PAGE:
'''Nocturne in E minor''', Op. posth. 72, No. 1, was composed by Frédéric Chopin for solo piano in 1827. Chopin's first nocturne, it was the 19th to be published, in 1855. The composition features an unbroken line of quaver triplets in the left hand set against a slow melody of minims, crotchets, quaver duplets and triplets. It consists of 57 bars of common time with the tempo given as ''Andante'', 69 bpm.
File:Chopin Nocturne in Em, Op. posth. 72.ogg
thumb|350px|A secondary theme, in B major.
An informal analysis of the piece is as follows:
*Bar 1: Introduction, First Subject.
*Bar 2-9: Theme A, in E minor.
*Bar 10-17: Variation on theme A, beginning with octaves in the right hand.
*Bar 18-22: Interlude
*Bar 23-30: Theme B, in B major, consisting of a four bar phrase, repeated with variation, Second Subject.
*Bar 31-38: Heavily ornamented variation on A, in E minor, First Subject again.
*Bar 39-46: Variation on theme A, beginning with octaves in the right hand.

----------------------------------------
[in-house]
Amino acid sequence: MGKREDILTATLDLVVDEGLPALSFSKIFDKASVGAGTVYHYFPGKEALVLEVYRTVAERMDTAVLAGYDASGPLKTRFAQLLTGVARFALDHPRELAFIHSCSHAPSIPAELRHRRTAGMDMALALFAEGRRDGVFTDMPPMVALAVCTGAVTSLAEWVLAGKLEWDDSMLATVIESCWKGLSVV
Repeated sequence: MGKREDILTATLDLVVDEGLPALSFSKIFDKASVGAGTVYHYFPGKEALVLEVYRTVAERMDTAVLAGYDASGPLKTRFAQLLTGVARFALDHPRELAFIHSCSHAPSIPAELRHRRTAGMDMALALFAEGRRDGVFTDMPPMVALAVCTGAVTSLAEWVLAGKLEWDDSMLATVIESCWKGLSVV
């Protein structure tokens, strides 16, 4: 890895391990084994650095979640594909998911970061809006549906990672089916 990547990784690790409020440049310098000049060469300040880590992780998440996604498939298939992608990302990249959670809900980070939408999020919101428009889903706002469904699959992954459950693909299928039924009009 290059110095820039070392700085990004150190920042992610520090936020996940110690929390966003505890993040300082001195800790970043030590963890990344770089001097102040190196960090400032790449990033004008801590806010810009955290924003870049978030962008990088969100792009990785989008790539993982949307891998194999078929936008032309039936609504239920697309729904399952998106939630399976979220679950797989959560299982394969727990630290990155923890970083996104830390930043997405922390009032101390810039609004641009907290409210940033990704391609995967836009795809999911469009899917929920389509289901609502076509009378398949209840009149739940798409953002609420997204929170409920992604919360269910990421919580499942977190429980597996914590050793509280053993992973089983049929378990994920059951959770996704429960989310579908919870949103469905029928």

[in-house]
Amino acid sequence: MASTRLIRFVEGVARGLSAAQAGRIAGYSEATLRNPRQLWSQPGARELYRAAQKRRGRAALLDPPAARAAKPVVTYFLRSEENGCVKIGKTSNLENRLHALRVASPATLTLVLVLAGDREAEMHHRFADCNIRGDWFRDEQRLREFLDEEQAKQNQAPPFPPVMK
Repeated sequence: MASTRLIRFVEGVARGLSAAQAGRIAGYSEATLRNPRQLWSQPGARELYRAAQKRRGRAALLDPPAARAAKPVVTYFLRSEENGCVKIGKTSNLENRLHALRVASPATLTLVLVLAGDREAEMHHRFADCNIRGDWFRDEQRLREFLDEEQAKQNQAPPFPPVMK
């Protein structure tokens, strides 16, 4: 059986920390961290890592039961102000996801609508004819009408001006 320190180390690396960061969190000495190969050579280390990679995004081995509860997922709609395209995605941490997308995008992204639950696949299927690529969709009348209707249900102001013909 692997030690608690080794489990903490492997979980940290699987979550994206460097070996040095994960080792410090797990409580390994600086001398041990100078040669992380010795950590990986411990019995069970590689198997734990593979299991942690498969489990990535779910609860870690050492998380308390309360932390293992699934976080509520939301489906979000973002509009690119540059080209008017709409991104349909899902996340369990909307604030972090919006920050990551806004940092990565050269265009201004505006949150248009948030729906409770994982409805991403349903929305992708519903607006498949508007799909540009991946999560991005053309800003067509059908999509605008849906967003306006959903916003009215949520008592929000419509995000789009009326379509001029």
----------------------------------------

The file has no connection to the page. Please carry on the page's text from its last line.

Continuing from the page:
*Bar 47-54: Theme B, modulated to E major, Second Subject again.
*Bar 55-57: Coda in E major.
thumb|350px|Second entrance of second theme, in E major.
According to Casimir Wierzyknski, in his book, The Life and Death of Chopin, "[U]p until then this form [the nocturne] had been the exclusive domain of John Field, an Irish-born composer. But his Nocturne in E minor did not satisfy him [Chopin] and was published only posthumously."
This piece was played by the actor Jeri Lynn Zimmermann Ryan while portraying Seven of Nine in the beginning of the Star Trek Voyager episode "Human Error". The piece was also performed by Doc Holiday in the 1993 movie Tombstone (film) and was used as the main theme in The Secret Garden (1987 film).